Ghetto (M L Sparrow & Amazon Kindle) Teens & YA, SCI-Fi/Fantasy Pub'd 9/15/15 3.5 stars (round up to 4 stars in systems that only offer whole)
"My name’s Sunny Grace Beaumont. Branded SGB/2/6895/03.12.93. Only child, self-taught computer geek and cancer survivor. Oh, and did I mention my dad’s the President? As you can imagine that’s sometimes a little problematic, especially when I want to sneak out. But it never got me into quite as much trouble as the night I ventured into the Ghetto – don’t ask me why I was there in the first place… it was stupid. Everyone knows that the Ghetto is where hardened criminals are sent to live out the remainder of their lives. At first the men that kidnap me are just as I’d imagine, mean and thoughtless, but slowly I begin to have doubts.
I meet a guy. His name’s Sin, he has no Brand – a crime punishable by death – and he’s the rebel leader. I should hate him… but I don’t. Instead he opens my eyes to a whole other side of the Ghetto, where people are innocent of the crimes they’re accused of and helpless children suffer dreadful poverty. Is it possible that I’ve been lied to my entire life… that the governments been deceiving everyone? And how can I challenge the law my own dad is adamant to uphold?"
I would like to thank M L Sparrow for granting me a copy of this e-ARC to read in exchange for an honest review. Though I received this e-book for free that in no way impacts my review.
I'll admit I began this book with minor prejudice against it. The jacket teaser made it sound like so many other stories currently out there in books, movies, TV shows, etc. And in some ways it is like some of those - but everything is like something else. It's how the author puts their own stamp, or mark, on a popular premise that matters. And Ms. Sparrow did not fail to deliver in this case.
Sunny could have been a real ditz, a spoiled brat, a socialite, but thankfully she wasn't. What I liked about Sunny was her willingness to accept not only flaws in those she cared about, and those around her, but also that she to was just as flawed as the next person. After getting over her initial shock, discovering that other Ghetto was nothing like the beautified version sold to everyone on the outside of its walls, Sunny begins to see the world as it is, not the world people like her dad want everyone to believe in.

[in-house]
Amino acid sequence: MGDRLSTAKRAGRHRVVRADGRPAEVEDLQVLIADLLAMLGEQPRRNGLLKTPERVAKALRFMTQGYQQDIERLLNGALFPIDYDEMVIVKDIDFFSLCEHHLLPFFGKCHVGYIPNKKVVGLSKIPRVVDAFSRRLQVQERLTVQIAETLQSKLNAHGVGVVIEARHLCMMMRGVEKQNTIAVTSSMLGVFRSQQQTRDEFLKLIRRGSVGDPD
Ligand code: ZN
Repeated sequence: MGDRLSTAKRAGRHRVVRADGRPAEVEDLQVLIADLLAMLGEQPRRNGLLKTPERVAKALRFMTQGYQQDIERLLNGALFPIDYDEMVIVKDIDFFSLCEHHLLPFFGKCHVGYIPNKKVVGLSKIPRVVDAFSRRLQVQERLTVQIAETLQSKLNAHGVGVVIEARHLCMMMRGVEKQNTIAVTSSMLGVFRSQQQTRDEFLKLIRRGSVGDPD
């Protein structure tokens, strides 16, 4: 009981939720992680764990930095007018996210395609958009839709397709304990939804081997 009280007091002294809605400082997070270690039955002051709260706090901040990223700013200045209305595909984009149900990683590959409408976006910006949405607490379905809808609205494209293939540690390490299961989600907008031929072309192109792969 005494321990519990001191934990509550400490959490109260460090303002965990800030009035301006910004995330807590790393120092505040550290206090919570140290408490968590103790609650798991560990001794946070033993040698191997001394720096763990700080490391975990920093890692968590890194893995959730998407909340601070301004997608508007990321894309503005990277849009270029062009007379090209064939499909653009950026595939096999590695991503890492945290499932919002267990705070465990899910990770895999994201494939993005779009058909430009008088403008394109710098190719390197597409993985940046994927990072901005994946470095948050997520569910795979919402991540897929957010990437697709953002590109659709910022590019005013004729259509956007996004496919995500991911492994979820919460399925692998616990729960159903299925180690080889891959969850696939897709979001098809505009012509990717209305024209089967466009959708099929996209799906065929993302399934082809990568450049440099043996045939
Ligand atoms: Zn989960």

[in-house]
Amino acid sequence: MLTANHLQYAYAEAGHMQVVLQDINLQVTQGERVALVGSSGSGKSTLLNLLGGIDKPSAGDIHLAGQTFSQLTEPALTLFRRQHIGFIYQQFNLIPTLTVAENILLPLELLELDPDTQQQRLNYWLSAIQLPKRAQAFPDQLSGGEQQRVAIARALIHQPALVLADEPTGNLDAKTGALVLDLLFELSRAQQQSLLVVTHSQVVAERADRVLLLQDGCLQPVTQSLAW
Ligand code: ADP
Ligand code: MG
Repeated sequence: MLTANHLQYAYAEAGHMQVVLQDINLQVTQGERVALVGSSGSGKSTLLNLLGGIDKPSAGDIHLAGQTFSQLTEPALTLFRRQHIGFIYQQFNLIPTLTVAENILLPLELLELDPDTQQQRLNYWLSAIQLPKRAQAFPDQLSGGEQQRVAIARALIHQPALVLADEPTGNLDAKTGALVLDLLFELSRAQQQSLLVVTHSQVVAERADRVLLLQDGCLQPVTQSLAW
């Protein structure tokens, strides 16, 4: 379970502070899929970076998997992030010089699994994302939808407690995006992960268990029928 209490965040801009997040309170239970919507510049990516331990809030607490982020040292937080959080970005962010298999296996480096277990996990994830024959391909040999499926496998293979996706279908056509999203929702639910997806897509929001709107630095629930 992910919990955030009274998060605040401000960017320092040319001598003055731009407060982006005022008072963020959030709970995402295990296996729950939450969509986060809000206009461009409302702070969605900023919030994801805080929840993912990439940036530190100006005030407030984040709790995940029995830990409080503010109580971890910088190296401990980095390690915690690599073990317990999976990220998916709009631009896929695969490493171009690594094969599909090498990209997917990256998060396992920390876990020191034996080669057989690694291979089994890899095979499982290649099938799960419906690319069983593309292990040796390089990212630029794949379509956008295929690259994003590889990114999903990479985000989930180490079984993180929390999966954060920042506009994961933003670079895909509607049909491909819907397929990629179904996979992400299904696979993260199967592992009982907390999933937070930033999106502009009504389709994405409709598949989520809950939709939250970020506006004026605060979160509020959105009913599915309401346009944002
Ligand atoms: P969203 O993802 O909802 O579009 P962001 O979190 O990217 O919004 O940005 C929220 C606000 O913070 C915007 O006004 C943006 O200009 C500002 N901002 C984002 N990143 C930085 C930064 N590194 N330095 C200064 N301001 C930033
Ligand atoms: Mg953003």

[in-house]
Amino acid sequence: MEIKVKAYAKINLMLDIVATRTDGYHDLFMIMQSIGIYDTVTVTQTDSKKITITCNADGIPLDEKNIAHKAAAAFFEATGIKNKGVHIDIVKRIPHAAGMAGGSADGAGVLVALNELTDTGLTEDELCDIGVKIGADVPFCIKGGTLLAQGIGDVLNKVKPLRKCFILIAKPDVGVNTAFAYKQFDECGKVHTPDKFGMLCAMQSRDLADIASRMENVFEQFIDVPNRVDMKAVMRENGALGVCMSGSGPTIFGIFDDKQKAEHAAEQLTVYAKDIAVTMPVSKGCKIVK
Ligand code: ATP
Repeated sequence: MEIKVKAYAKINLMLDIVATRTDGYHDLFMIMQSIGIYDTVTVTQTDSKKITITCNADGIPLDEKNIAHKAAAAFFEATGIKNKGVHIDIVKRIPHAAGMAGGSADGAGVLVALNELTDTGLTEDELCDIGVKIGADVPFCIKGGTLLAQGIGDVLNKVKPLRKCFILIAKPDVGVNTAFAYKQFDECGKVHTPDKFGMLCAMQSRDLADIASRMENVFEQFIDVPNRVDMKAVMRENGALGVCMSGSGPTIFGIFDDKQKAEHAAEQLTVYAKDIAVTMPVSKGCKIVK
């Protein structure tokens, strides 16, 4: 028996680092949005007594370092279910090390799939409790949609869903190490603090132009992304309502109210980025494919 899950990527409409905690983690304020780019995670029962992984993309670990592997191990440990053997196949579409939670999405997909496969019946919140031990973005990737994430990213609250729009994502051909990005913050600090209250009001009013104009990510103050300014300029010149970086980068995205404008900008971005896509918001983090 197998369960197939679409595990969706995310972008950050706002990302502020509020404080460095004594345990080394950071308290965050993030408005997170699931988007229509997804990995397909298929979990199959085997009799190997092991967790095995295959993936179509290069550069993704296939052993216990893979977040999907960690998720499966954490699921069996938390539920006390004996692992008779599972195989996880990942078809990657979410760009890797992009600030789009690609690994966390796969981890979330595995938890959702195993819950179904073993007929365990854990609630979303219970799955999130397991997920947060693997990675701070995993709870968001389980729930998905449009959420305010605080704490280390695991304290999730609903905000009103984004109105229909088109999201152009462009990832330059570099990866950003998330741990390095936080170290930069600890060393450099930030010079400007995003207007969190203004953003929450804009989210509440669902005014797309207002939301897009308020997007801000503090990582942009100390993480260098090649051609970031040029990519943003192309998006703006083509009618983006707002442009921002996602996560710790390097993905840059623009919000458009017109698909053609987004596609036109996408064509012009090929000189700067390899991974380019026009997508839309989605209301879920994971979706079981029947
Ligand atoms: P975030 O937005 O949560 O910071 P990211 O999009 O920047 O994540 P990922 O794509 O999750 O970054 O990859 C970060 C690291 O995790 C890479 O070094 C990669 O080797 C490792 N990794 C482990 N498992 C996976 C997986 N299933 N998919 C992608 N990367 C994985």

The whole cancer issue aside, Sunny has another secret, and it's one that's been tearing her up inside for as long as she can remember. That secret is part of what helps her understand Sin and many of those living in the Ghetto. And for someone who was raised in a pampered prison Sunny has a charming independent, almost rebellious streak. This comes as a shock to many, but especially Sin, for he finds it almost impossible to trust anyone. Especially someone like the Sunny he expected to meet.
I enjoyed the personality clashes between Sin and Sunny. Not only are they entertaining but they also help move the story along. The same goes for the friendships Sunny develops, something she's never had before. So her ability to open up so quickly to total strangers, like her ability to work her way into Sin's heart, make for an odd dichotomy.
For me Sin comes from an very dramatic background, one that's just a bit too much so. Like any bad boy with a good heart he's got some steep walls erected around his emotions. So the speed with which Sunny somehow breaches those walls, when no one else ever has, comes across as feeling a bit rushed to me. But the this whole story takes place in an very short time span, so as flaws go it's a pretty easily forgivable one.
When faced with the real world can her first crush and new friends be enough for her to take a stand when it means publicly standing on the opposite side of the line as her dad? Or will the proclaimed villains from the Ghetto play right into her father's hands, thus cementing their lives in the horror that is the Ghetto? Only reading this entertaining story will answer those questions and many more.
On a more serious note I found the premise of the Ghetto to be a great metaphor for humanity today. Generally we accept what we're told about the way things are, and we swallow it whole, never investigating for ourselves the truth of the stories being fed to us. Is this the way we want to live? Is it a safe way to live? If we close our eyes to what is happening to others, who will stand up to help when it happens to us?
Besides writing, and obviously reading anything I can get my hands on, my other passion is travel. After finishing college I took a break from education to travel, visiting Mexico, Sri Lanka and, my personal favourite, Japan. One day I hope to be able to combine the two and travel while writing professionally.